Love: This Would be important even if the browser was simply another application like a word-processor or spreadsheet. As Microsoft expands its dominance into each new software application market, it continues to make it ever more difficult to use products from any other company. This is because consumers expect software applications to work with other software applications. Microsoft is creating in environment where only Microsoft products will work properly with each other. As Microsoft expands the number of product spaces it controls, it makes it that much more difficult for consumers to choose anyone else's products.

But the browser isn't simply another application. It is more important.

The browser is a platform that runs Internet software applications. Multimedia programs, mail clients, distributed database clients and other products are using the browser as a client operating system. For example, today Java support is provided by the browser, and programs like RealAudio are typically launched by the browser.

The browser is the interface for Internet navigation. The browser determines the "first screen" that consumers see when they connect to the Internet, and sets a number of defaults for Internet navigation, for search engines, for electronic commerce sites, for news and for new Internet services. Microsoft wants to steer consumers to Microsoft's preferred sites for Internet content. It is seeking to influence the consumer's ability to find information and services on Internet, and to use that influence in anticompetitive ways.

If any one firm can control the browser market, they can also control the development of standards for web publishing. Microsoft has been quite explicit about this. They hope to use their growing control over both the server (NT) and browser markets to move the Internet away from open standards to an environment where Microsoft sets standards privately, using proprietary technology, turning the Internet itself into another extension of the operating system.

The fate of the browser market is also linked to a number of emerging technologies, including new electronic technologies that require browser interoperability.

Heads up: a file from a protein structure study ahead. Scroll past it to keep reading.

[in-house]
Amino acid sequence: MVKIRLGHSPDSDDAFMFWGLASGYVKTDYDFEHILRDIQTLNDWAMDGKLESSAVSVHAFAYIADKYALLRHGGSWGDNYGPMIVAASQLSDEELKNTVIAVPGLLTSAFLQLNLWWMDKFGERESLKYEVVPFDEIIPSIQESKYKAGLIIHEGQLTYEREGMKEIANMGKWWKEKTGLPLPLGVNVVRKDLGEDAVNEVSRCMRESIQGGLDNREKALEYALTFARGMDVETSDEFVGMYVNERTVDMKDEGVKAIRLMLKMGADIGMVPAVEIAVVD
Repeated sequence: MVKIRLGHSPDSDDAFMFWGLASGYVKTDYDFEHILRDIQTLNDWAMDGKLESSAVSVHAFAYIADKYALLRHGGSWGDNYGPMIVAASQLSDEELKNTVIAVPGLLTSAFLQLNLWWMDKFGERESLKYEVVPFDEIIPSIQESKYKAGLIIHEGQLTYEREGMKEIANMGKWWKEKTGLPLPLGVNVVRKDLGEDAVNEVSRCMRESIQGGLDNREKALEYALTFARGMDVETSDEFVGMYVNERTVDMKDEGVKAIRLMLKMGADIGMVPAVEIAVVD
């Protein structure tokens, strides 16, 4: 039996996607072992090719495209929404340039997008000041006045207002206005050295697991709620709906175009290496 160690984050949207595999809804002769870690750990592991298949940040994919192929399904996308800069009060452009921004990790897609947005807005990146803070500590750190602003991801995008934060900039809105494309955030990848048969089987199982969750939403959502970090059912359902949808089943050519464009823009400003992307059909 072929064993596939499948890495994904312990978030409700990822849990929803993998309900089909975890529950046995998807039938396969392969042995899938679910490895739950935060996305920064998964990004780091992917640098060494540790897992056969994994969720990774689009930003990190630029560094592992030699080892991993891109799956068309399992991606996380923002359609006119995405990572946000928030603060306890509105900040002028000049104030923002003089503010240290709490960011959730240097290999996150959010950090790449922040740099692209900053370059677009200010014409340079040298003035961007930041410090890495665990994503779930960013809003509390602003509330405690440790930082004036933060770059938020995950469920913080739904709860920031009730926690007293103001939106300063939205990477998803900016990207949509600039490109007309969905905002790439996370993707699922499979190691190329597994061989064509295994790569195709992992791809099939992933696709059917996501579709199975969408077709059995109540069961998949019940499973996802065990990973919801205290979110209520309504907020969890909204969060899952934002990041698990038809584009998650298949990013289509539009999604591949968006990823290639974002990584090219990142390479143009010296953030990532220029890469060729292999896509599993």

MM: In general terms, what is the basis of the government's antitrust claim against Microsoft?

Love: The government's antitrust Case against Microsoft is broader than the browser itself. The Justice Department and the state attorneys general have presented evidence about an astonishing array of strong-arm tactics by Microsoft aimed at Intel, Apple, Sun, Netscape, AOL and many other companies. Of course much of the government's case is focused on the browser market.

In some ways, the government's case has yet to be defined. The Justice Department has presented loads of evidence that Microsoft engages in exclusionary practices, tying agreements and predatory pricing, that Microsoft pressures rivals to segment markets and to kill new technologies, and that it leverages its dominance in the operating system and the applications markets to gain market share in new markets, like the browser.

The government says that Microsoft has engaged in a wide range of anticompetitive practices with the intent to monopolize internet client software markets. Microsoft pressured Intel to kill Internet multimedia software products, and to drop support for Java, which Microsoft perceived as a threat to its operating system monopoly.

Apple was asked to "knife the baby" and drop support for its QuickTime software, which Microsoft perceived as a competitor to its own multimedia products. Microsoft would not provide an updated version of its dominant Office applications to the Macintosh Unless Apple agreed to replace Netscape with Microsoft's browser.

There is much, much more in terms of specific acts by Microsoft. The depositions and transcripts from the government's -witnesses read like a novel. The government's exhibits are fascinating. Most if not all of this is available on the Internet.

What is missing from the government's case is the end game. What are the remedies that the government seeks for Microsoft's wide-ranging anticompetitive actions? Since we don't know what the government wants as an outcome, it is hard to evaluate the case itself. Also, the government case may Suffer from a lack of focus.

Many of us wanted the government to bring a much broader case, but we also recognized the advantages of a narrower tactical case that could be concluded in a reasonable amount of time.

There is a sense that the present case isn't either one. The government hasn't gone after the broader issues, such as Microsoft licensing practices and bundling issues for its Office Suite, the wider range of interoperability issues with the operating system and the Office products, and Microsoft's attempts to extend its monopoly in television set-top boxes and Consumer electronics device markets.